Obituary | Joseph Roche exemplified the spirit of his beloved Westerns

Red rose on grave
Longtime Jacobi nurse Joseph Roche passed away on March 19 at the age of 67.
Photo courtesy Getty

Joseph Roche loved his Westerns. The stories of battles between good and evil, the scenic backdrops and the stage presence of one John Wayne enamored Roche throughout his life.

It was fitting that after Roche rode off into the sunset in March at the age of 67 after a long debilitative battle with Parkinson’s disease, that his family and friends remember him as a man who battled the disease with the toughness of a slick-shooting sheriff at showdown and exhibited his care through actions.

Roche, a longtime Bronxite, died peacefully on March 19, St. Joseph’s Day, one of his favorite days of the year.

While Parkinson’s took a toll on Roche’s physical and mental abilities — a disorder that his brother John Roche describes as not only tough to suffer from, but also tough to watch a loved one go through — it never quelled his love for Westerns, as he watched them almost exclusively at the Providence Rest nursing home in the Bronx.

Joseph Roche

For John Roche, his brother’s fascination with Westerns makes sense.

“At his wake and burial, it occurred to me why; at least why I think that’s why he wanted them on in the background,” said John Roche, a former editor and associate publisher of the Bronx Times. “In Westerns, things like honor and loyalty and fairness and courage matter, and can be worn like a shiny sheriff’s star on the chest. And in Westerns, no matter the challenges and difficulties and tough breaks and unfair circumstances that the good guys face, they somehow always manage to win in the end.”

Despite a “gruff” exterior, Joseph Roche dedicated much of his life to helping others as a registered nurse at Jacobi, both in the ER and the hyperbaric department. And for his family, he leaves with a special legacy that would make the daring cowboys of the Wild West proud.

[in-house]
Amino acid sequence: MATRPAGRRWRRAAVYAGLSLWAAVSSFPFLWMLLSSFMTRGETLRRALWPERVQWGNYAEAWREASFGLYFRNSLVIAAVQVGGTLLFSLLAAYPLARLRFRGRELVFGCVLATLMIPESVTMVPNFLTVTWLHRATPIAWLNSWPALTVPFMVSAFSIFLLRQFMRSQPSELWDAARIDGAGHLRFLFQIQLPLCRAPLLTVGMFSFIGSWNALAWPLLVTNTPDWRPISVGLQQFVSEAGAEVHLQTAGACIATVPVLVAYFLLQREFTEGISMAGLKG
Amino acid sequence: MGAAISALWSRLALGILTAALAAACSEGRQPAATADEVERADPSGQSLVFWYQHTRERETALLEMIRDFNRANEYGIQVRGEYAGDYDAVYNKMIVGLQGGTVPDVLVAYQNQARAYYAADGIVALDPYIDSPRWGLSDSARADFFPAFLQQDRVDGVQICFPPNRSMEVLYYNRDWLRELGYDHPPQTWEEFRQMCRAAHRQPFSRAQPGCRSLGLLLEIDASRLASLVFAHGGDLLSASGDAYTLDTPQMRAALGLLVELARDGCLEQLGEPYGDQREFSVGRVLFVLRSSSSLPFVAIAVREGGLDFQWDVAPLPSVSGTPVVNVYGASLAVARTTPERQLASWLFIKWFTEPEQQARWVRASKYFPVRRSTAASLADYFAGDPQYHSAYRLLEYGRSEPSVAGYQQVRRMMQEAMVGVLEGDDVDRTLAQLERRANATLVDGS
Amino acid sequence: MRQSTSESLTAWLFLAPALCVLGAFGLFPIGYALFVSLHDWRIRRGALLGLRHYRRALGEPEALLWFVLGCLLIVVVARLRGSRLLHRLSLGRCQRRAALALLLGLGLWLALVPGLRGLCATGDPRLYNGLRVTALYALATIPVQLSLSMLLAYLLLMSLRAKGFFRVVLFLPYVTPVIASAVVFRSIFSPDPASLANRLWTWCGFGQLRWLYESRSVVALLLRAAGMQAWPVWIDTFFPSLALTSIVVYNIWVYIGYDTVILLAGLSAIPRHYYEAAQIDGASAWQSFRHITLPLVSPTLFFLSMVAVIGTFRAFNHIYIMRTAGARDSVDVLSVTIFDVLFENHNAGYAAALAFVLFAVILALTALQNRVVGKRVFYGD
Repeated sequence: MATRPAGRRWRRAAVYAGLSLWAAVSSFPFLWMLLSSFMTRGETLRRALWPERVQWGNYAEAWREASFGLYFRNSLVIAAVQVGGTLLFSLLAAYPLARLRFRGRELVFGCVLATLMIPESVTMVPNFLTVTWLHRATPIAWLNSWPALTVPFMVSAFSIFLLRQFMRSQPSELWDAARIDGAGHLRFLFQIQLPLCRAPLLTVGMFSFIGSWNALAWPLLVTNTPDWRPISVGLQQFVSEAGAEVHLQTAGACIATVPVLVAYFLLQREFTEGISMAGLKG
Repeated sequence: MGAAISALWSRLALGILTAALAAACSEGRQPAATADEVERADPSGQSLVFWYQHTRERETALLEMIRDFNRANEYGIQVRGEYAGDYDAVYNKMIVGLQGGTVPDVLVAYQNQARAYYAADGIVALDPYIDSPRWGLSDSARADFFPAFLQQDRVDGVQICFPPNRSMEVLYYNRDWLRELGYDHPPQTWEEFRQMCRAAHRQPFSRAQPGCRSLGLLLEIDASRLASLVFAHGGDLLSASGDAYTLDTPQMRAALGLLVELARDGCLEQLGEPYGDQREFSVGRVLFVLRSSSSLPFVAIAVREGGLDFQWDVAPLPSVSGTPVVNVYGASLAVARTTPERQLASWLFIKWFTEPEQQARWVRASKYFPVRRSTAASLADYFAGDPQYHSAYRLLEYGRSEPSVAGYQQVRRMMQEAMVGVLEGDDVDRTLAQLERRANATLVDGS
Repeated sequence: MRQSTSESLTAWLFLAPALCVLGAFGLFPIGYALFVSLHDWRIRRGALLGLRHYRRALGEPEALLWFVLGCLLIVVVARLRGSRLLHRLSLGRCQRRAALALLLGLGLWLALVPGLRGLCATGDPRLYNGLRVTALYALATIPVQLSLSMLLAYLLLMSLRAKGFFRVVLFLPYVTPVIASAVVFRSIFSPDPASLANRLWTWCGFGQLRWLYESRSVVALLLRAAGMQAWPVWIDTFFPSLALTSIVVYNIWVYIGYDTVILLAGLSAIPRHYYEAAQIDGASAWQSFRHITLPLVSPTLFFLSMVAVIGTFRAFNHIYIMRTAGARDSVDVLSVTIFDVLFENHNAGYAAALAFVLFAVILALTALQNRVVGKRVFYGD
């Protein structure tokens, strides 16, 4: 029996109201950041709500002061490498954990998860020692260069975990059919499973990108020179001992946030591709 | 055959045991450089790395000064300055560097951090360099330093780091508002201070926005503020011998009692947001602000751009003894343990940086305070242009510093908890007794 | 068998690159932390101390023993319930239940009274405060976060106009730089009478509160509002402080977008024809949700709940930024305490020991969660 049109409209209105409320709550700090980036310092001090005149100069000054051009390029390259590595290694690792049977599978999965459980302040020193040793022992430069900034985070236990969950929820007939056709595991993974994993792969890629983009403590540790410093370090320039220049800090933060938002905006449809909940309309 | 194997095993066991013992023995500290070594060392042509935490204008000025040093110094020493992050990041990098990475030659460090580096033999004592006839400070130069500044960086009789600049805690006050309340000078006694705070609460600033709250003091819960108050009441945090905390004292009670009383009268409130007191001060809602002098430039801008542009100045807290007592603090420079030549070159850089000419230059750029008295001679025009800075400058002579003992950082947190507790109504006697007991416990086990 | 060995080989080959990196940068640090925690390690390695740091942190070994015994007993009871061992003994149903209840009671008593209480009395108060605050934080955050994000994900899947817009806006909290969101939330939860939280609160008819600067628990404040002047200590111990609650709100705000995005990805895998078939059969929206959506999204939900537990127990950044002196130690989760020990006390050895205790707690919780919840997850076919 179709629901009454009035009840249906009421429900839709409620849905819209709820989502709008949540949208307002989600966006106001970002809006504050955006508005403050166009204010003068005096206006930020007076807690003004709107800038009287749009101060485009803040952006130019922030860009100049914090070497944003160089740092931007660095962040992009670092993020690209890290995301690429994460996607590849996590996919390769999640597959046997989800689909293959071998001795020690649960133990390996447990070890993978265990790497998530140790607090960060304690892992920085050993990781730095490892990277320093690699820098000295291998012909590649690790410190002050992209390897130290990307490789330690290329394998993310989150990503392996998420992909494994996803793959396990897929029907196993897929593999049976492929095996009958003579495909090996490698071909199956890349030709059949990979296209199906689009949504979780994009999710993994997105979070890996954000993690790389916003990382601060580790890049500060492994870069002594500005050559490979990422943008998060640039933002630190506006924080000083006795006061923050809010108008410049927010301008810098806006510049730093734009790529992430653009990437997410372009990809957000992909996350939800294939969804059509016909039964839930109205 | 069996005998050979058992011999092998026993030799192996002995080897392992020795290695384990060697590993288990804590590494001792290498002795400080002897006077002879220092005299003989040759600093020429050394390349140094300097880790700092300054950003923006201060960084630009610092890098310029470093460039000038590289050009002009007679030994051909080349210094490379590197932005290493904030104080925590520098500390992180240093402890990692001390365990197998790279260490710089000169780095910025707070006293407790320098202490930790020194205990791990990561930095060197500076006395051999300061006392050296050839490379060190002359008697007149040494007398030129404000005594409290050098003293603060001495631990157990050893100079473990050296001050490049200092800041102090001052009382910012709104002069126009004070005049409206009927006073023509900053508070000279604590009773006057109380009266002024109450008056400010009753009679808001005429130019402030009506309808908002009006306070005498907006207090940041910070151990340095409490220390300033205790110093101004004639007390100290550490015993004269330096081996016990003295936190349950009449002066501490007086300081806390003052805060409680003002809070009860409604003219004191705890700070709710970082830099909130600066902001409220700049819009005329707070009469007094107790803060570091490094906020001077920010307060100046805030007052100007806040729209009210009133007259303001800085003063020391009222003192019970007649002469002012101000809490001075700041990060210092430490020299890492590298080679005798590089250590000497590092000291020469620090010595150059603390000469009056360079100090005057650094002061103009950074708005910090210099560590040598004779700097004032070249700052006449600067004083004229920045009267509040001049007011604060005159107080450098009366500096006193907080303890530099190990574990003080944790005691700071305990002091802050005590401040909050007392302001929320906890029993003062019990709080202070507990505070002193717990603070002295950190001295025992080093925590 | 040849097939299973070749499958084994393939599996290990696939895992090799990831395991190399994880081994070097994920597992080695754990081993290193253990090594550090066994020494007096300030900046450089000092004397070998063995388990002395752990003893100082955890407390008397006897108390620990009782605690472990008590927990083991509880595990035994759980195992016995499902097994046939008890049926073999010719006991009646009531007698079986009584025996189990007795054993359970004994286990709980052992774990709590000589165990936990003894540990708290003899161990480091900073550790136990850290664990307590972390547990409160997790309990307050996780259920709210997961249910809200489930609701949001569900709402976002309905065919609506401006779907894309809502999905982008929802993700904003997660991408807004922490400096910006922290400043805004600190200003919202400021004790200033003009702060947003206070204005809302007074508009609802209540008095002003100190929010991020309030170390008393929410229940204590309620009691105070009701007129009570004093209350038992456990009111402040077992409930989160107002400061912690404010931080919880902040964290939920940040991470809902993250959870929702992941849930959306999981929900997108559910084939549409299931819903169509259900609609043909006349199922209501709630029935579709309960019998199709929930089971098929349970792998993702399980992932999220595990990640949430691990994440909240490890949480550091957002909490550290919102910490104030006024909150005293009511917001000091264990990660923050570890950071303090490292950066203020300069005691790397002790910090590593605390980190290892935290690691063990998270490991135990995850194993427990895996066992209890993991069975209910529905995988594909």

“Something to think about in retrospect is all the lives he helped save, and all the lives he touched, often when people were most in need of help, during his decades at Jacobi, especially in the ER,” John Roche said. “I think that’s a special kind of legacy, not only from what Joe did but also who he was.”

More than that, Joseph Roche will be remembered for his passionate and loyal support of the local New York sports team, especially the New York Football Giants. But he is also known for the loving son, brother, uncle and friend he was.

Joseph Roche’s was buried on March 24 at St. Raymond’s Cemetery.

Joseph Roche is survived by his sister Kathleen and her husband, Henry Piccoli; his brother Laurence and his wife Marian; his brother John Roche; nephews Kyle Roche, Steve Roche, and Richie and Henry Rocco Piccoli; nieces Maureen (Piccoli) Kazura, Kaitlyn Piccoli, Maura (Roche) Wall, and Abigail and Jillian Roche; along with several great-nieces and great-nephews, as well as a slew of friends.

He was pre-deceased by his parents, Larry and Maureen Roche, and his sister Elizabeth.

This story was updated on April 7 at 7:37 p.m.

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